Cady Heron would not approve

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We all watched Lindsay Lohan as the character Cady Heron struggle to balance her old friendships with the pressure of maintaining her glossy new life amongst the plastics. We all witnessed the breakfast club rectify their differences to connect with each other on a profound level. And if we haven’t seen these movies, we’ve seen others just like them. We all get the premise: social environments in high school are toxic; we should all be nice to each other.

And yet, if you’ve read the article on page 6 called “Why is “friend group” exclusivity our norm,” or better yet, looked around at the social environment we live in, you’d notice that people here for the most part unquestioningly accept the same toxic environments that plague the characters in the movies.

While walking through the Trevian Commons may not exactly mirror Cady Heron’s animalistic experience, it certainly could be made more welcoming. Groups are held together by the primary glue of fear that without their group, they’d have no way of partying. Friends gossip an unhealthy amount about people in other groups and about people within their own. Exclusivity causes people to feel isolated and question what’s wrong with them. We end up doing things we wouldn’t normally do and tolerate behavior we wouldn’t normally tolerate from others because our values feel secondary to the hunger to fit into a group.

This issue intersects with the issue of mental health as examined in the special section on pages 4 and 5. Humans are social animals whose individual identities are inextricable from the community that shapes and is shaped by our interaction with it. Waking up everyday to a toxic social environment fueled by stereotypes, judgement, fear, and competition can be detrimental to our mental health.

And yes, it’s actually quite comical opening Instagram to some exclusive pic-collages of groups with a tally of who’s committed where.

But if we’re being honest with ourselves, we can’t deny the unnecessary negativity that happens behind the weekly instagram posts of the squad posing at someone’s house party. Needless to say, if the creators of “Mean Girls” could see how blatantly we’ve jettisoned their heartfelt warnings, they’d be shaking their heads.

Maybe it boils down to the inevitable limitations of art in teaching us valuable life lessons. Maybe we misinterpreted the movies and have instead accepted that toxic social environments as depicted are a fact of life we could never reform. Maybe it has to do with our own limitations.

But regardless, what’s interesting is that we all have had one thing the characters in the movies don’t have. No, it’s not homework. It’s the infinite wisdom of the messages imparted during the falling action of these films where the protagonist and the larger community realize that we’d all be so much happier if we were nice to each other.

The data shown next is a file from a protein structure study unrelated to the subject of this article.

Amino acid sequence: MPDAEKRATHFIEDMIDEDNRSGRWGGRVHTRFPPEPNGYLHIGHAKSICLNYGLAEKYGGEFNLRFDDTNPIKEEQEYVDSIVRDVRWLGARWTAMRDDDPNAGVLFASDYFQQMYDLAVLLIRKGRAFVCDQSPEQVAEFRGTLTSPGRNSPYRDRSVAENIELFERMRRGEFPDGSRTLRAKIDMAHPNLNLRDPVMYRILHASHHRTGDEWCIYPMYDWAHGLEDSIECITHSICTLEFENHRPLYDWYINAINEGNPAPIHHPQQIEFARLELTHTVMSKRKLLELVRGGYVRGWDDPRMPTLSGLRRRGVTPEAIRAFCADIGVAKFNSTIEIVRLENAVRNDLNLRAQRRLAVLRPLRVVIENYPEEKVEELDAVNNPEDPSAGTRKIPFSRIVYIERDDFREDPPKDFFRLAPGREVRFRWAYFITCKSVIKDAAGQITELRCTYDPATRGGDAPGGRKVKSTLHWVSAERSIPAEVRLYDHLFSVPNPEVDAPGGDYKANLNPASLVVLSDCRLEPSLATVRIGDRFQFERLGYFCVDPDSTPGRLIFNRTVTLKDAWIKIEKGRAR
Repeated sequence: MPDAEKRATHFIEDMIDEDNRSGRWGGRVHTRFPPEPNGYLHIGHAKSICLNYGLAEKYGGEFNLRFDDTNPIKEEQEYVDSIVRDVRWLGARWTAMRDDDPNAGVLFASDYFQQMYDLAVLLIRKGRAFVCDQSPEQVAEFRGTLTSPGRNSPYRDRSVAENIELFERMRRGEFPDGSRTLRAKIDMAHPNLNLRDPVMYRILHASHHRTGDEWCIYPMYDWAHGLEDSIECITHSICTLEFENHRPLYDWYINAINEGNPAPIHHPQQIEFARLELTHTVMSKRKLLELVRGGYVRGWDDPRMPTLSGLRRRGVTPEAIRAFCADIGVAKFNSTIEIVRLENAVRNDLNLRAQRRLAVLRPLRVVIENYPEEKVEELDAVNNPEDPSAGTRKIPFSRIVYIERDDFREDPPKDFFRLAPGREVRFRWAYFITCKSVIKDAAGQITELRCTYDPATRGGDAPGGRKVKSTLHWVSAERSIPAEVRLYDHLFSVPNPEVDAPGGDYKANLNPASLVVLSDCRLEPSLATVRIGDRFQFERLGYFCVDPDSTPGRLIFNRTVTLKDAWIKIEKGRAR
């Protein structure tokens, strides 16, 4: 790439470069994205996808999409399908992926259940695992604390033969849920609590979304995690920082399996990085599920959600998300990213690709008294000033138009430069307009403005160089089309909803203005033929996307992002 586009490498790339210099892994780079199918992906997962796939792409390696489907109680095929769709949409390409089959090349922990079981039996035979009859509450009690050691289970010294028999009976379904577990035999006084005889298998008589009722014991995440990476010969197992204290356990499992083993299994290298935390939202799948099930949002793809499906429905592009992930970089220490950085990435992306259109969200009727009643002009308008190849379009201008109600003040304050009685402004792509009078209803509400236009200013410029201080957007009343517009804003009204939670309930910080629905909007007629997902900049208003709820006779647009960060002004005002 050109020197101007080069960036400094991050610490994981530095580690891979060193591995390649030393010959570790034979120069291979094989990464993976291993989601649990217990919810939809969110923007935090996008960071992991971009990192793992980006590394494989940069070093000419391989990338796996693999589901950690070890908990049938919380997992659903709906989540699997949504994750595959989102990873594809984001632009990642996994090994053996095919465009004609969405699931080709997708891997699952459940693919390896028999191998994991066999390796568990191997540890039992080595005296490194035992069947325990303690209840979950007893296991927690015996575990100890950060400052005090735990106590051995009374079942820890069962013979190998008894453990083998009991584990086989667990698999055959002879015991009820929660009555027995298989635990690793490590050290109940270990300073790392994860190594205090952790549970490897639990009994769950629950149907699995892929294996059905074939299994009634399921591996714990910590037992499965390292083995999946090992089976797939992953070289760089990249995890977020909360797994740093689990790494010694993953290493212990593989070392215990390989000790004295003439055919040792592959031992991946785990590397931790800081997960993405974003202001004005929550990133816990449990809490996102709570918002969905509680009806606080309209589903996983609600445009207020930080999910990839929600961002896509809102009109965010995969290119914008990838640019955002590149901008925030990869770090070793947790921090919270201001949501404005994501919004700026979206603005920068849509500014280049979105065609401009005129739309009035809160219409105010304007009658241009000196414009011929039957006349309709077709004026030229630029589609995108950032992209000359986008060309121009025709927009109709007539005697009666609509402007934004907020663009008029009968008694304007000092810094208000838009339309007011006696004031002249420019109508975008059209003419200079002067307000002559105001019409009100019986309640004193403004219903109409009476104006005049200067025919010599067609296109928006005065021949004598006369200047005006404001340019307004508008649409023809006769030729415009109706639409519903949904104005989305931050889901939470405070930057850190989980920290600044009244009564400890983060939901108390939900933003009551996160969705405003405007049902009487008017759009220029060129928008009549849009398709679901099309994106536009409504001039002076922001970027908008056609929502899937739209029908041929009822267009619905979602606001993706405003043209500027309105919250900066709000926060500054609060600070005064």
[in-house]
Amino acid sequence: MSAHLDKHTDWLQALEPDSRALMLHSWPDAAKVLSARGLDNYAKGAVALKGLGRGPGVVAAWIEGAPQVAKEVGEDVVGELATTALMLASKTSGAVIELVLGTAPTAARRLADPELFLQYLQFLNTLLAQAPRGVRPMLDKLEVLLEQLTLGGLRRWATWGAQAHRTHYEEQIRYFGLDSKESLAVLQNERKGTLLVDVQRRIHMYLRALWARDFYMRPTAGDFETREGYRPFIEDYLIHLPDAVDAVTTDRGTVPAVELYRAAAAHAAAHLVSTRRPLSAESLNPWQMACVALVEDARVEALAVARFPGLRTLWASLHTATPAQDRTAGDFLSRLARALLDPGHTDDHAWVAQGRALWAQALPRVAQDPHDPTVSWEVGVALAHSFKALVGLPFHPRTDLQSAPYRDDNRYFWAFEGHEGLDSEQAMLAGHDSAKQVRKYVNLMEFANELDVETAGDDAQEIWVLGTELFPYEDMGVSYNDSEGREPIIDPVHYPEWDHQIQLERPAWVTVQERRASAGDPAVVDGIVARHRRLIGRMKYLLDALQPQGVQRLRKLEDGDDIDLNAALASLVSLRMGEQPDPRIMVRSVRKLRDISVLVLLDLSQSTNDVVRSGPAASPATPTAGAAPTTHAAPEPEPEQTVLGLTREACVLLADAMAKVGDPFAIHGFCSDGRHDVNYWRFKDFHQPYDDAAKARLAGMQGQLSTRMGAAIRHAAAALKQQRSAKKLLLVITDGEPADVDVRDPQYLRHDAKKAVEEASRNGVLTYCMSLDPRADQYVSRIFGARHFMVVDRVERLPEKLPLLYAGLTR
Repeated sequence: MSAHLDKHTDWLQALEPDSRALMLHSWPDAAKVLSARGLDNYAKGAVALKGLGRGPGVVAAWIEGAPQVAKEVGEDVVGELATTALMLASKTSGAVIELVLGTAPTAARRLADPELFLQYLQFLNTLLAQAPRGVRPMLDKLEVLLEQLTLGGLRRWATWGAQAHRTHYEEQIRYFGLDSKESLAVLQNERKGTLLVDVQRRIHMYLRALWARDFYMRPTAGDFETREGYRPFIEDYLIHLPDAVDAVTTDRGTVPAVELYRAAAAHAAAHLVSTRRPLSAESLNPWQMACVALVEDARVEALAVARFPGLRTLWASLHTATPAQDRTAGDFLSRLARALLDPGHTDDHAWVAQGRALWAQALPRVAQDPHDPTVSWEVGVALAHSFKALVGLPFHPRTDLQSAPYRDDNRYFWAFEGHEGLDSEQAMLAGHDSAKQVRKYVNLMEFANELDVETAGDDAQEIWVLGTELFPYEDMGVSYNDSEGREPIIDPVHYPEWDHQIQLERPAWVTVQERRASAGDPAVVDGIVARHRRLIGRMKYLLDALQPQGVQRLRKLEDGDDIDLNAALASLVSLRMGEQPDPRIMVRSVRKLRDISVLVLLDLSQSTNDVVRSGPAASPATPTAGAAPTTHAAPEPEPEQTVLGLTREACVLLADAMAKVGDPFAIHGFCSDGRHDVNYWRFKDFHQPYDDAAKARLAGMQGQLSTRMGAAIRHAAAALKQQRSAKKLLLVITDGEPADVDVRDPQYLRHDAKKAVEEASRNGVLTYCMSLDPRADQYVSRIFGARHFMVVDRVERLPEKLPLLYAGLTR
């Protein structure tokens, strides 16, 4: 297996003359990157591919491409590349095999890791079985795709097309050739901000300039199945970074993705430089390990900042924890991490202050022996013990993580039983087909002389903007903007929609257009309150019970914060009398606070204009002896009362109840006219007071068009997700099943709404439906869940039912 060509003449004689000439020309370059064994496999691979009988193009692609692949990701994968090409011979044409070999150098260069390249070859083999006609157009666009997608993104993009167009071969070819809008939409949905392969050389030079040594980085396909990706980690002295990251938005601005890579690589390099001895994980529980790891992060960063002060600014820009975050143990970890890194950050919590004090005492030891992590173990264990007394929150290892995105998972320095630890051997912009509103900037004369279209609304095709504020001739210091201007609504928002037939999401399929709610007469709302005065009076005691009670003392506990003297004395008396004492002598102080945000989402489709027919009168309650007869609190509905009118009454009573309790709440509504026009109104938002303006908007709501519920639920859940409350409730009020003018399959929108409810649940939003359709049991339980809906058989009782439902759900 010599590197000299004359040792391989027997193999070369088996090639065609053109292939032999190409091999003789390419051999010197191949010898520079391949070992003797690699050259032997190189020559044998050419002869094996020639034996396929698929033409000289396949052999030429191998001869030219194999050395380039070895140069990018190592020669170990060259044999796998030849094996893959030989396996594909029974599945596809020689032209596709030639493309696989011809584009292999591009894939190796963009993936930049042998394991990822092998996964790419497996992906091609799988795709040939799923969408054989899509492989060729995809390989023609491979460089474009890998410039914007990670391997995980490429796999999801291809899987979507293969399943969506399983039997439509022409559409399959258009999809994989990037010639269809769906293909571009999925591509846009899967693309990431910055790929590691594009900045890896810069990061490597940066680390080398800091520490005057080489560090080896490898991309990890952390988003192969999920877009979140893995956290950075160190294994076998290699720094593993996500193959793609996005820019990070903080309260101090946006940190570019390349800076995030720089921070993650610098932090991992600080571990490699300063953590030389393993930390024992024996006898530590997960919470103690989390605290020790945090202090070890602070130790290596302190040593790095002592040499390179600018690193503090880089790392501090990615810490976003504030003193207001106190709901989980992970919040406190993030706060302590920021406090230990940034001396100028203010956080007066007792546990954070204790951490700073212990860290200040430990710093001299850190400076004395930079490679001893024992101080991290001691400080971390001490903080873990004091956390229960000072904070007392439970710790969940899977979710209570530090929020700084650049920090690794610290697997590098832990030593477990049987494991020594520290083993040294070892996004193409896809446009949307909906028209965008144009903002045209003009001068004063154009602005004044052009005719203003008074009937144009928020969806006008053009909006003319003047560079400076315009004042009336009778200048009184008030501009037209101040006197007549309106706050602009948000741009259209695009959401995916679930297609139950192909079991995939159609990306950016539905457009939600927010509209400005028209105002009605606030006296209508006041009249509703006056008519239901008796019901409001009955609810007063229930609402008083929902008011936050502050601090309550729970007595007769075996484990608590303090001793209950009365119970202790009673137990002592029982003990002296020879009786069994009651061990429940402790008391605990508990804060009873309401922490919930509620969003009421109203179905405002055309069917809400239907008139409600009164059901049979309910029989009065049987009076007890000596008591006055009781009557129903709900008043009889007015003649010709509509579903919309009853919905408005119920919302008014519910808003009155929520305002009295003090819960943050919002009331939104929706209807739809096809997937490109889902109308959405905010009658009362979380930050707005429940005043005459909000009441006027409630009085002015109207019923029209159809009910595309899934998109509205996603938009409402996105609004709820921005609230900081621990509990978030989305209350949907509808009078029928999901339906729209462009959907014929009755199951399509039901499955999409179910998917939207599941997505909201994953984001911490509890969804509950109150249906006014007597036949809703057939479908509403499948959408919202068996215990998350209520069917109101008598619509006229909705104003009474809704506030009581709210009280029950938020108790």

“I had gone from home-schooled jungle freak to shiny Plastic to most hated person in the world to actual human being. All the drama from last year just wasn’t important anymore. School used to be like a shark tank, but now I could just float,” says Cady in the last few moments of “Mean Girls.”

It’s true that there is an exorbitant amount of pressure to conform to detrimental social standards in our environment. It’s not hard to see why we’ve accepted them despite the wise influence of Cady Heron. We entered high school as eager but slightly intimidated freshies ready to fit into our new high school life. When something is new like that, it seems so much bigger than it actually is. Somehow in the process of high school, and maybe even middle school too, we ended up accepting the supposed permanence of social structures we inherited, assuming they’d always preceded us and would, thus, reign long after we’re gone.

But we’ve forgotten that we are the constituents of that environment. We now comprise it, and we can now change it through the integrity of our own actions. If we don’t like the limitation, the negativity, the exclusivity of our social environment, we can take responsibility for changing it.

Divisions between groups are natural; of course you are going to be good friends with your teammates, your cast mates, or other club members. But we should make efforts to be inclusive, to be thoughtful about the way we talk to people and about people, to spend time with people we actually like, and to seek relationships not out of fear but our of genuine connection.